WESTCHESTER COUNTY, N.Y. – The New York State Board of Regents remains silent, three months after a trio of State Assembly members sent a letter, imploring them to slow down the implementation of the new Common Core Learning Standards in schools.
In October, Amy Paulin (D-88th District), Thomas J. Abinanti (D-92nd) and David Buchwald (D-93rd) sent a letter to Chancellor Merryl Tisch and Education Commissioner John B. King Jr., warning that the state wasn’t ready for the new mandates.
Buchwald said he and the Assembly was promised a response months ago from the Board of Regents, but so far, have received nothing. With four spots set to open on the board next year, Buchwald said that the Assembly would factor responsiveness into their assessment of future appointments.
“We were told we’d get a response, but haven’t gotten one back still,” he said. “In the state legislature, we ultimately have approval over new appointments to the Board of Regents. One of the criteria we’ll take into account is [candidate’s] accessibility to be willing to respond to the public.”
According to the state’s assessment, which tested third through eighth graders for proficiency in math and English language arts, 41 percent of Westchester County students were at grade level in English language arts and 40 percent of county students were proficient in math.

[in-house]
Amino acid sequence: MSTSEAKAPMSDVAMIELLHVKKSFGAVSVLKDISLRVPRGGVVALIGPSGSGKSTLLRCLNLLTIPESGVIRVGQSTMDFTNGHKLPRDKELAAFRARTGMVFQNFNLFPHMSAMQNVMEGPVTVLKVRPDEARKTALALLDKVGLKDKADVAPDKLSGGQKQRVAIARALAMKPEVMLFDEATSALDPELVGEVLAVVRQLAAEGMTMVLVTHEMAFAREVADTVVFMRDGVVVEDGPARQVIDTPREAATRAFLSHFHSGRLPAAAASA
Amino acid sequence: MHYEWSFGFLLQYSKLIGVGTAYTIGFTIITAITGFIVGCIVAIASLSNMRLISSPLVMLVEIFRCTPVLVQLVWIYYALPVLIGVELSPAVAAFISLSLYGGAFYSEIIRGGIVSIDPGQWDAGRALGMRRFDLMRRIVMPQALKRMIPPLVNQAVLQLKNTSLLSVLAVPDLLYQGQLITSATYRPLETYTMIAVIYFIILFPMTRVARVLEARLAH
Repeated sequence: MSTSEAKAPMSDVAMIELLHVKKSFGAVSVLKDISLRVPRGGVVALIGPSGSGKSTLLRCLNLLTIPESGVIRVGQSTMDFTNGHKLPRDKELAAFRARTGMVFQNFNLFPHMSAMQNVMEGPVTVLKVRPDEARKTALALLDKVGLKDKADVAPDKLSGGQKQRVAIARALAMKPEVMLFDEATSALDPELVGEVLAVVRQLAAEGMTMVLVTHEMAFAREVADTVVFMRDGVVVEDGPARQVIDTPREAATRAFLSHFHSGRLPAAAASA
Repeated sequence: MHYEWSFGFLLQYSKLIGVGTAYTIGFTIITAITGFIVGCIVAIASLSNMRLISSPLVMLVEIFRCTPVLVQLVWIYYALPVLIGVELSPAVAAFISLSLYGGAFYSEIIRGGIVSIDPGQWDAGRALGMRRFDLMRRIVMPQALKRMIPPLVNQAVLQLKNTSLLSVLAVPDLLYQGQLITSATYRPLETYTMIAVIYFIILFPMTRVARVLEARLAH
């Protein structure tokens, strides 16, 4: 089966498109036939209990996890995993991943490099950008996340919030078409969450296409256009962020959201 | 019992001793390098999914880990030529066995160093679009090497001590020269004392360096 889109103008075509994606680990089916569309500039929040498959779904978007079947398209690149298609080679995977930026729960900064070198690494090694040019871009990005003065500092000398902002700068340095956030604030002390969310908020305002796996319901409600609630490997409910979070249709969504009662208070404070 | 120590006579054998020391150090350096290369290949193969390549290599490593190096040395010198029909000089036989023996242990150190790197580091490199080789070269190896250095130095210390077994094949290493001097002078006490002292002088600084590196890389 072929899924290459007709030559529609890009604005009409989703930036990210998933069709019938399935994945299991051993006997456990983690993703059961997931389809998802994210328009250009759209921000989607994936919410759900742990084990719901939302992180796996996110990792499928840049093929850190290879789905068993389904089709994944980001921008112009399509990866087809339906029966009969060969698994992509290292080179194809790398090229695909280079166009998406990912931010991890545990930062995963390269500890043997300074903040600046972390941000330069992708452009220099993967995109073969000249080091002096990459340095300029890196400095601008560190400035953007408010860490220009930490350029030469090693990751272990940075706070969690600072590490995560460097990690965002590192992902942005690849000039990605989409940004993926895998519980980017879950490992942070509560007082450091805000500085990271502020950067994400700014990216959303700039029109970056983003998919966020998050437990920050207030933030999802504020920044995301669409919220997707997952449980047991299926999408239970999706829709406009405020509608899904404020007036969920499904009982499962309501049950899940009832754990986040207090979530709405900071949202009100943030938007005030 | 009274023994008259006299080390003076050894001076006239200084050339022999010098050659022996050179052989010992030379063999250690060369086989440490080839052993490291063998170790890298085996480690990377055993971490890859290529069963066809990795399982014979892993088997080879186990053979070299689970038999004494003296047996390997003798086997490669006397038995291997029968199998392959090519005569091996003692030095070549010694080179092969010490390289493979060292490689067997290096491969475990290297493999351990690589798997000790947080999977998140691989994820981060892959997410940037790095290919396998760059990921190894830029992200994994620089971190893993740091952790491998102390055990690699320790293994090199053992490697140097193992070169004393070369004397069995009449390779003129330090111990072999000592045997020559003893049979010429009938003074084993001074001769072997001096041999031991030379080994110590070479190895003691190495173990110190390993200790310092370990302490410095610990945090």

Statewide, the results were even lower, with just 31 percent of students meeting or exceeding proficiency standards in both the ELA and math standard.
The Assembly members believe that the new standards are doing more harm than good for students, and the pressure that they face during assessments is forcing them to crack, many times leading to tears and even worse scores.
“We’re concerned that the students are getting very upset and that they’re getting upset over a test that doesn’t even reflect their ability,” Paulin said. “The tests don’t seem to measure what they claim to measure. Within my districts, we’ve done poorly on tests, but have a lifetime of success. Children are being put through emotional trauma for something that’s inaccurate.”
Outside of administrators and elected officials, the new Common Core Standards have also drawn the ire of parents. Most agree that the tests were implemented too quickly, and are frustrated at seeing districts slash budgets while increasing pressure on children.
“At Yonkers, we've had cuts for guidance counselors, our psychologist, our social workers, our peer support, art, music, library, everything has been decimated," said Kevin Clifford, a Dobbs Ferry parent and teacher in Yonkers Public Schools said to King at a public forum in Port Chester. "Yet, you want our students to meet the same standards as everyone else. I tell you, that is not fair. That is not right. That is not just."
Buchwald noted that there are core inconsistencies and inequities with the new tests. Teachers don’t have access to the results of specific questions or subjects, they only know what the final grade is. This limits the amount of feedback for teachers and administrators alike, who have only basic information available for evaluations.
Ultimately, he added, it’s most important to foster a love of learning in students, so they’re able to contribute to the community as adults.
“When children come through our public school system, one of the most important things they should have is a curiosity about the world and a skill set that encourages them to want to find the answers, he said. “Not because there’s a test at the end of the year, because these are really interesting things to explore.
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